With any form of arthritis, your ranges of motion, and any associated pain, are important factors to be evaluated. Because limited motion is so vital to your arthritis rating, it is essential that physicians record the exact measurements for your range of motion measurements. For the most accurate measurement and associated rating, examiners often use a goniometer regarding your joint’s flexion and extension. Except for traumatic arthritis, the VA regulations state it is essential for your exam to cover all major joints.
The key is that the VA will initially look at each joint independently to decide whether there is limited motion and if there is joint pain with motion. If there is limited motion in your joint, then your condition will be rated based on that joint’s limited motion. If limited motion is not present, then you will receive one overall combined rating under VA diagnostic code 5003 for degenerative arthritis. Any claimed joint conditions will be rated as degenerative arthritis if there is not a significant measurement of limited range of motion to rate under those applicable diagnostic codes. The VA does not rate a disability under limited range of motion and degenerative arthritis.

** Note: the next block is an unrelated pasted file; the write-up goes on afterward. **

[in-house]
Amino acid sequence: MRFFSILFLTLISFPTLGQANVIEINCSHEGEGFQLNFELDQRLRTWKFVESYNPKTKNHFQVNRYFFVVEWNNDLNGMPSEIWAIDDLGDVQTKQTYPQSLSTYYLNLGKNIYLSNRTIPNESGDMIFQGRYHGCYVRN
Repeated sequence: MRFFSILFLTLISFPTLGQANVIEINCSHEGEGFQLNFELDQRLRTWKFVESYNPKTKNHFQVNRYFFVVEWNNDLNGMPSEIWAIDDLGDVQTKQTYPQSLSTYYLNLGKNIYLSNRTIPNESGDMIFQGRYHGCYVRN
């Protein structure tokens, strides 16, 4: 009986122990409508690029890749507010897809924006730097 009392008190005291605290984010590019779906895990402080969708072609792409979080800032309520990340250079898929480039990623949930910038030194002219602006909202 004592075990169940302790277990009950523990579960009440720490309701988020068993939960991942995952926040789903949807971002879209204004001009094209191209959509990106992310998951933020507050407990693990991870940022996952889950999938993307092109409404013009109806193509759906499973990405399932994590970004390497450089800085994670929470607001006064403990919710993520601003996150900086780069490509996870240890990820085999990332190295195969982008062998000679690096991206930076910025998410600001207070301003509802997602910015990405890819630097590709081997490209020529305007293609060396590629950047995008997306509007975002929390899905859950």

Moreover, if there is pain (without limited motion), then the VA’s painful motion principle kicks in. Under the painful motion rule, the minimum compensable rating of 10% must be assigned. Therefore, the C&P examiner ought to test for active and passive, weightbearing and non-weightbearing, motion pain. If possible, the examiner should also test your unaffected joint for an accurate evaluation of your range of motion. Based on the painful motion regulation, you can theoretically receive a 10% rating for different joints as long as there is not overlap causing it to count twice. Although range of motion is a big factor, the functional impairment ought to be addressed as well. Factors including frequency and severity of joint swelling, stiffness, tenderness should all be reported and discussed to achieve a full picture of the severity.